Junior Job McCully rides his electric scooter from class to class. Six months ago, his body started rejecting his double-lung transplant making it difficult to breathe, so he began riding his scooter for medical purposes.

photo by Emily Gist

He remembers floating on a cloud and staring at the back of his body. A bright orange, like the center of a Dreamsicle, glowed beneath the cloud he rode, and he “just felt at peace.”

In reality, on the seventh floor in the Cardiac Intensive Care Unit at St. Louis Children’s Hospital, 9-year-old Job McCully (pronounced Jobe) went into cardiac arrest. Though in his memory he floated on a cloud, doctors and nurses were giving McCully open heart CPR on a recovery table. A nurse massaged his heart, seeking a pulse.

Junior Job McCully was diagnosed with acute lymphoblastic leukemia, a blood and bone cancer, when he was 4 years old. Because of the radiation, McCully’s growth was stunted. ALL has a less than 10 percent survival rate. He underwent radiation therapy and bone surgery. The radiation, among a plethora of other lung-related health complications, led to Job needing a double-lung transplant.

On Oct. 24, 2007, Job waited in the hospital for his lungs to arrive. According to, the doctors met Job’s family with an ultimatum.

“The Doctors came in and said we had two options: One, sedate Job, put him in a medically induced coma, [or] two, call everyone that wanted to tell Job bye. They said without sedation, he had a few days left,” Job’s grandmother said, according to

His family chose sedation, but while a nurse was putting McCully’s meds in his IV, he went into cardiac arrest. His grandmother, sitting at the edge of his bed, watched the doctors and nurses flood in, working frantically to find her dying grandson’s heartbeat.

“[My grandmother] couldn’t explain it, but she was at the foot of the bed at the time and she was watching all of this go down, but she was calm,” McCully said. “And whenever she looked out the window, she saw a cloud in the perfect shape of a dove. And she said she has no other way to explain it other than the peace of God had come over her.”

McCully said he died on the bed, but someone was watching over him.

“[My grandmother] said as soon as she heard the nurse say, ‘What was the time of death?’ that’s whenever she heard them get a heartbeat,” McCully said.

McCully’s heart started beating again. However, his struggles were far from over.

Less than two months later, McCully underwent surgery for his double-lung transplant.

After his surgery, McCully was lying on the recovery table when his stitches came undone, causing blood to pool under the bed. That was when Job fell into cardiac arrest for the second time and floated on an orange cloud.

Remarkably, Job lived through two cardiac arrests.

“That’s twice now that I’m not supposed to be here, and I have no explanation for that other than God’s watching over me,” McCully said.

Because McCully was in his first cardiac arrest for 10 minutes, the doctors told his mother that he “wasn’t going to be the same.” They told her Job was going to basically be a vegetable in a wheelchair, unable to communicate.

“But here I am talking to you, so obviously something happened,” McCully said.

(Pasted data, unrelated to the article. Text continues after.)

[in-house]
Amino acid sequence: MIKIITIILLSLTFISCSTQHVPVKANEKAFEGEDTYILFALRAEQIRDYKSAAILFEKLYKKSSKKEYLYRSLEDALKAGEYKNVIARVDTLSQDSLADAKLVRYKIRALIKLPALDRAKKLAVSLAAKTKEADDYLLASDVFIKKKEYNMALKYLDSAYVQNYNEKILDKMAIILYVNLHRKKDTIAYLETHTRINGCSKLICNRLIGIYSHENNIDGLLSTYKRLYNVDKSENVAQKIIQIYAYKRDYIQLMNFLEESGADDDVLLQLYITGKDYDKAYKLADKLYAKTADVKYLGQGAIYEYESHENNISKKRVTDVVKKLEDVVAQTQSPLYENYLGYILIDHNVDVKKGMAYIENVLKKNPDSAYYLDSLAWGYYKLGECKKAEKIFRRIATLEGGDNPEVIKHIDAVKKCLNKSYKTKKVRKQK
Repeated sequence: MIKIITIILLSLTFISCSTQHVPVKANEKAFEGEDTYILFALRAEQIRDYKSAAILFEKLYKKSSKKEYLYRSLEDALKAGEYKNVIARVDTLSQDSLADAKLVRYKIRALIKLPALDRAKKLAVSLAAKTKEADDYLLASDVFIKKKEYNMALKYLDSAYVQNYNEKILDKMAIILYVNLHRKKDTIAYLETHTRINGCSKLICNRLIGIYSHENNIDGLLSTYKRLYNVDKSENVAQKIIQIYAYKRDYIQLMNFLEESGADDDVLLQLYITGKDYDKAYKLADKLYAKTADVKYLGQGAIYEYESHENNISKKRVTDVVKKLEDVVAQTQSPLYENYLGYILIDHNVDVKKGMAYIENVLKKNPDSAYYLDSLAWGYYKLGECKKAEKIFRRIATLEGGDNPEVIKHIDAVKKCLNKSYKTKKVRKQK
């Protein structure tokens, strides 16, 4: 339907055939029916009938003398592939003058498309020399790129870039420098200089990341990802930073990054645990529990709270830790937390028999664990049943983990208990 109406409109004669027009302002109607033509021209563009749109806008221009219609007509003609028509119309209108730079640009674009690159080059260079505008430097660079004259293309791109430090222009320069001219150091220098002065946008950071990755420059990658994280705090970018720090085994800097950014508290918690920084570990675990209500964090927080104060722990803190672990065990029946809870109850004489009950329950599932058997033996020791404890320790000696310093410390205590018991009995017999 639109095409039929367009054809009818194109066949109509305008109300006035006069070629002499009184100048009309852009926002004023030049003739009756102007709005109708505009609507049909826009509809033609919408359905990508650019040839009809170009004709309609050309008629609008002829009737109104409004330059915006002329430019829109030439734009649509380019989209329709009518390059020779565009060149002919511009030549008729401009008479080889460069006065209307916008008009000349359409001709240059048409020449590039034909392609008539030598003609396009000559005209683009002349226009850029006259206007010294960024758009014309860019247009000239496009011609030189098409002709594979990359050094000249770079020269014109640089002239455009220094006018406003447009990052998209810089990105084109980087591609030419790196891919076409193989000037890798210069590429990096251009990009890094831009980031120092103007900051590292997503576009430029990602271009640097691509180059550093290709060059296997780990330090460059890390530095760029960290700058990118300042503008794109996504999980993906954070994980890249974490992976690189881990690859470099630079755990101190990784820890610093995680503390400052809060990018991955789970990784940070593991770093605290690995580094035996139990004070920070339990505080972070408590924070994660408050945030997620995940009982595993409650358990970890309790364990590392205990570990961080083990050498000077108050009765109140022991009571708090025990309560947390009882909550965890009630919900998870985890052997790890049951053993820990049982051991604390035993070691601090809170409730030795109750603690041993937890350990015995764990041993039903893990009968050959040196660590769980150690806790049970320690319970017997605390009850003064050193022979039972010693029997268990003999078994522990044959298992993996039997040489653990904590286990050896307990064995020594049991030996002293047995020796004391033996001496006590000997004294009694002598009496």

Sixty-one days after his surgery, McCully was released. He received physical therapy and occupational therapy for his leg muscles — which had atrophied while he recovered in the hospital — until he could walk again.

Prior to his double-lung surgery, McCully faced other lung issues including Bronchiolitis Obliterans (commonly known as popcorn lungs), which caused progressive scarring in his lungs, and fungal pneumonia.

Fungi from standing water beneath Job’s house had caused his fungal pneumonia. Job needed a new house but didn’t have the money for it.

So, in 2008, a group of women in Bigelow urged people through the local newspaper to send letters to ABC’s Extreme Makeover: Home Edition.

“Everybody wrote to ABC in a two-week period; they got so many letters from Bigelow, Arkansas that they called us and said that they had to stop their mail room because it was so backed up,” McCully said.

The Extreme Makeover team built Job and his family a new house, and after the episode ended, the producers brought Job to a campsite they’d built behind the new house and told his mom ABC bought Job and his sister full-ride scholarships to UCA.

“So that’s the reason I came to UCA,” McCully said.

McCully is a computer science major with an Asian studies minor. He said, ideally, he would like to create video games because, growing up in hospitals, McCully grew attached to them. Ultimately, he said he wants to live and work in Japan.

“I want to be a missionary to Japan, and since Japan has a big computer science division, that’s the reason for the computer science major,” McCully said.

McCully said he believes his name was prophetic. He said his parents were reading the book of Job from The Bible before he was born, so they decided to name him Job.

According to the Bible, Job’s story is one of patience and suffering. God told Satan he could torment Job, betting Job would not curse God’s name. However, Satan could not kill Job.

Prophecy or not, McCully’s story mirrors that of Job’s.

“I’ve been through so much that I’ve learned the patience to deal with all of this stuff,” McCully said. “You can get really frustrated at it, but that just takes a lot more energy than it’s worth. You’ve just got to take what comes and do the best with what you’ve got.”


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